The various weather forecasts that we receive or overhear all seem to indicate some sort of easing in winds and snowfall towards the middle of next week (around 23rd - 25th seems most likely). We are unclear yet as to whether the winds will drop low enough to allow a summit attempt, but this is what we're aiming for now. This would mean staying at C2 until 21st or 22nd - not ideal but also not too bad either. (I guess this is why C2 is also known as Advanced Base Camp.) But of course everything depends on the new weather forecasts we receive between now and then.

Welcoming Back the Summit Climbers
Camp 2 has become the non-official welcoming point for the returning IMG summit climbers. We have enjoyed congratulating all of these climbers on their immense efforts and hearing about their summit stories. They've all shared little tips with us about managing their oxygen, rest points, keeping hands and toes warm, managing food and water to stop it from freezing etc.

Most of this group were fortunate enough to summit in absolutely perfect weather conditions. We hope we can do the same soon. Some of them returned all the way to C2 on the same day of their summit, while others have chosen to rest and spend the night at C4 before coming down to C2 the next day.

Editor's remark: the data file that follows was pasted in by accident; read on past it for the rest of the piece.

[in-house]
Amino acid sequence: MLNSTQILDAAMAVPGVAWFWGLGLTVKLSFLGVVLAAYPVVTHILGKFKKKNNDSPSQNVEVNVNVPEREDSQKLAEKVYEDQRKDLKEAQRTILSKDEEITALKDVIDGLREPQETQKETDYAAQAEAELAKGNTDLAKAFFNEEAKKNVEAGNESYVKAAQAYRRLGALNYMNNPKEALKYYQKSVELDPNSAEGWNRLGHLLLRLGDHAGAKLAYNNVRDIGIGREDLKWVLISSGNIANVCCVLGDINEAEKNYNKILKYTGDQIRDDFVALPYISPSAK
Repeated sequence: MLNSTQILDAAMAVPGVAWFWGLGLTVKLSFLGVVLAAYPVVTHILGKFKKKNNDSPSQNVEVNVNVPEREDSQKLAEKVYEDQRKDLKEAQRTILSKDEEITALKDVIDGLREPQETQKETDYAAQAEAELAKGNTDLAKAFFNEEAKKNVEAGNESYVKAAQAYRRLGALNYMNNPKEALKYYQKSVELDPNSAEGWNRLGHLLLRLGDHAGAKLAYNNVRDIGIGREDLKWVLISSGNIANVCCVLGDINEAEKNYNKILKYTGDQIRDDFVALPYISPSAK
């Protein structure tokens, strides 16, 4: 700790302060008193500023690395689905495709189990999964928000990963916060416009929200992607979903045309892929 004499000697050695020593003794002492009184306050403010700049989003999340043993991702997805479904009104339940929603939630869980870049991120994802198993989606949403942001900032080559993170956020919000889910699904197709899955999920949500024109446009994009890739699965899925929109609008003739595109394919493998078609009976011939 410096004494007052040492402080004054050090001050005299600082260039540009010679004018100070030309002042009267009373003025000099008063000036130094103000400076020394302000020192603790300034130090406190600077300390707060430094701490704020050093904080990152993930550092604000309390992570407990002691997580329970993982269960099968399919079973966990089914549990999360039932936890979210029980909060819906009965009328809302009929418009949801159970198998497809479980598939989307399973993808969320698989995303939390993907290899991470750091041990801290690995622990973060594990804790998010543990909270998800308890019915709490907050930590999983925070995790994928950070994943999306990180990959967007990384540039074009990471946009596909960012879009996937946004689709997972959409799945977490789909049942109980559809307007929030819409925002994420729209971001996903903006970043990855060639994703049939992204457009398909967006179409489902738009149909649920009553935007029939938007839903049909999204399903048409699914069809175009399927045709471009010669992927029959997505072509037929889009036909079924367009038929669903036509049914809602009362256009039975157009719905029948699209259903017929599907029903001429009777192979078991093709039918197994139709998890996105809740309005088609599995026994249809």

Cheers, Fiona

The IMG Summit list from last night:

As per the message received from the Basecamp (Liaison Officer) the following one member and two High Altitude Workers of "2006 IMG Everest Expedition (I)" team climbed Mt. Everest at 7.00 a.m. on 19th May 2006.
1.      Ms. Sophia Marie Danenberg (34), Business, Kinne Road, Glastonbury, Connecticut, USA,
  1. Mr. Pa Nuru Sherpa (38), High Altitude Worker, Khumjung - 9, Phorche, Solukhumbu, Nepal,
  2. Mr. Mingma Tshiring Shrepa (34), High Altitude Worker, Khumjung - 9, Phorche Solukhumbu, Nepal.

            The above mentioned expedition team comprising of 8 members was permitted to climb 8848 meter high Mt. Everest from normal route for the period of 75 days from 23rd March, 2006 under the leadership of Mr. Justin Reese Merle of USA.

            The handling agency of the expedition team is Great Escapes Trekking Pvt. Ltd., Kathmandu, Nepal.